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Picking List Best Practices

April 22, 2020 Published by

Best practices for pick lists

As your business continues to grow, it’s important to optimize operational efficiency. Success means demand for your products will increase, and you’ll need more warehouse space to store your products. Although growth is exciting news for any business, expansion can also bring significant growing pains. Warehouse operations costs will rise as your business expands, while labor will account for 60—70 percent of all costs. Among these costs, order picking will account for more than 50 percent of them. Creating a clear, streamlined picking list is crucial to effectively using your labor hours and eliminating costly fulfillment errors.

Follow these picking list best practices to capitalize on your newfound success–without feeling the potential downsides of expansion.

What Is a Picking List?

A pick list tell employees which inventory is needed for customer order fulfillment. Usually, a pick list shows warehouse location, shipment information and item information. Once customer orders have been received, pick lists can be generated for warehouse pickers.

If you have a warehouse management system, pick lists are automatically generated when a customer completes an order.

Components of a Picking List

All the elements of a pick list depend on the warehouse, business and products in question. As a general rule, a good pick list contains the following information:

1. Customer information

A picking list needs the customer’s name and shipping address for order validation. This is because their names and addresses will allow for cross-referencing when orders are packed.

2. Date and time of order

Many ecommerce businesses ship orders out the same day orders are placed—provided they are made before a specified cutoff time. You’ll want to keep an eye on when orders are placed since they are time-sensitive.

3. Order number

The order number associated with each pick list can be referenced by the customer in case any issues arise. An order number will easily allow you to track and see where things are going wrong in the fulfillment process.

4. Product location in the warehouse

You must provide all the information you can about the location of requested items. Your warehouse should have clear, visible signage and location names that are sequential and logical so pickers can easily navigate to ordered items.

5. Product SKUs

A SKU (stock keeping unit) is a unique identifier that represents a specific product. For example, if you sell pants, you need a different SKU for each size. Some orders take more than one SKU, so you must pay attention to both the quantities and SKUs in every order.

6. A photograph or description of the product

 Products can sometimes look very similar to each other, so having context like a description or photo is a way to ensure pickers are retrieving the correct products.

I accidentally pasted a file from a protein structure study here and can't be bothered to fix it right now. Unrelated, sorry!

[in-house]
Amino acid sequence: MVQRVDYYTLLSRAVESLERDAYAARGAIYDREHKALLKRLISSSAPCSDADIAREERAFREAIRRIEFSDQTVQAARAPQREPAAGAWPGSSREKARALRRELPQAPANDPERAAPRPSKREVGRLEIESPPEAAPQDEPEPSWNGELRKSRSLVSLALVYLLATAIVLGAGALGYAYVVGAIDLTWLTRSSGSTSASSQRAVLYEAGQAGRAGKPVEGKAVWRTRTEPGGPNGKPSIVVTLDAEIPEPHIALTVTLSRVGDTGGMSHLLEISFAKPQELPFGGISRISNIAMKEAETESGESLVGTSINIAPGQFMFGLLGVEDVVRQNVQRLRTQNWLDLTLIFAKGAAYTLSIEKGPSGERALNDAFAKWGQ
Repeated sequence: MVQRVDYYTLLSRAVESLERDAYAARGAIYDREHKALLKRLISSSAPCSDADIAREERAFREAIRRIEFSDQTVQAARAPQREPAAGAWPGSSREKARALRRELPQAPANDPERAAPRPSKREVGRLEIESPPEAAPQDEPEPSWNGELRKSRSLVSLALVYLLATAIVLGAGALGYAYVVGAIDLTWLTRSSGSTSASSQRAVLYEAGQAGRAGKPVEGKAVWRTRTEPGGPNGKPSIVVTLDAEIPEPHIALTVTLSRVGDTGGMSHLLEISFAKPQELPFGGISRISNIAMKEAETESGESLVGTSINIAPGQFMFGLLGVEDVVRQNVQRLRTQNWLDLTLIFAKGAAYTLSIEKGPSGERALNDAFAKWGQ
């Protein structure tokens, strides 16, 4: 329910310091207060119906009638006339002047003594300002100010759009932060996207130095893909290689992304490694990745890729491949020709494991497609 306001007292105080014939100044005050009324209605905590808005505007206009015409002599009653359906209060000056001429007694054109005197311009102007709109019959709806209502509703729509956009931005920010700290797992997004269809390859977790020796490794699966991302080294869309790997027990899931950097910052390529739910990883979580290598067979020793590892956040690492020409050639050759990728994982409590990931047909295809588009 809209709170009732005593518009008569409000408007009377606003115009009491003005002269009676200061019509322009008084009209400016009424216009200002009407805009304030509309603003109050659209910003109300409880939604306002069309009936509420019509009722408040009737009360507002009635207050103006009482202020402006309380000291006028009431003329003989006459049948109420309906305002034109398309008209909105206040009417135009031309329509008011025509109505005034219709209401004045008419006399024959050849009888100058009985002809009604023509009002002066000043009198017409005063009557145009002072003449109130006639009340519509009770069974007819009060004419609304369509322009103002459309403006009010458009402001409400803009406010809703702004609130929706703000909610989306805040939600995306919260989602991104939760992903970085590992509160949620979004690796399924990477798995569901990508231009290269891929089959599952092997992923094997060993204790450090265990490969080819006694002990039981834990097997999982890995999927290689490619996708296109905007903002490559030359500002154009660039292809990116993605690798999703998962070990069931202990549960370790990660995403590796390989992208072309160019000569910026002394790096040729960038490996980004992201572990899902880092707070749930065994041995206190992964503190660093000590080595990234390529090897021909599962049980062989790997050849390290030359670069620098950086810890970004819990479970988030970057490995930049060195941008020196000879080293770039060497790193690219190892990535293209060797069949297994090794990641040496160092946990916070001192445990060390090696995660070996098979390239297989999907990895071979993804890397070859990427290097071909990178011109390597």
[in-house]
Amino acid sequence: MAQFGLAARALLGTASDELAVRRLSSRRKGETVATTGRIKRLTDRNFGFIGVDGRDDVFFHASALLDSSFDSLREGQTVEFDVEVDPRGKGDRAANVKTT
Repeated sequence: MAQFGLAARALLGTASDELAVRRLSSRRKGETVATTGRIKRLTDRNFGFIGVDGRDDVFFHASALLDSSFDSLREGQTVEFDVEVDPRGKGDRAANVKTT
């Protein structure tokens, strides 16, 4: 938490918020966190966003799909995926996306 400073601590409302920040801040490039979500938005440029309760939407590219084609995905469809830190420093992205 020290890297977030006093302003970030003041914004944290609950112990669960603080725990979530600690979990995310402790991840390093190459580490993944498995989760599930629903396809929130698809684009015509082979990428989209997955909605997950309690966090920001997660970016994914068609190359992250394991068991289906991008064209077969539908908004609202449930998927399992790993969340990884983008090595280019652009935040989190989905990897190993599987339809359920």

Once you’ve completed your pick list, you must choose an order picking method. Typically, methods are adopted according to the size of a business. Here are a few fulfillment methods that can get good use out of a pick list:

Pick-to-Order

This is the most basic method for picking product in the warehouse. Smaller operations will usually implement this strategy as minimal products exist. Items are pulled one at a time as orders come in, and businesses use individual order receipts or packing slips to select the product to be shipped.

Zone Picking

Under this method, picking lists become product-based instead of order-based. Each picker is assigned to a zone in the warehouse. As orders arrive, the worker’s individual pick list is filled with the products that need to be picked in the zone. Once the list is finished, it is delivered to the sorting and packaging crew to assemble individual orders.

Batch Picking

This strategy is similar to single order picking, although the picking list is slightly different. Rather than the products being used for a single order, the picking list is designed to efficiently pick a number of orders in one trip.

Once all products in a batch are picked, the picker delivers items to the packaging area. All the products are then sorted and packed in the appropriate order for shipping.

It’s important to create a clear pick list and order picking method. Without a strategy, expanding your warehouse will prove to be a costly and demanding process.

Companies Don’t Have to Expand Solo

Creating great pick lists and establishing an efficient order picking method can be a challenging and costly endeavor. Although some businesses decide to expand on their own, solutions do exist if you don’t want to tackle this challenge solo. A third-party logistics provider (3PL) is often the best choice for businesses that want to expand without the hassle of setting up a warehouse. A 3PL can store inventory and pick, pack, and ship orders, allowing you to focus on issues outside of fulfillment.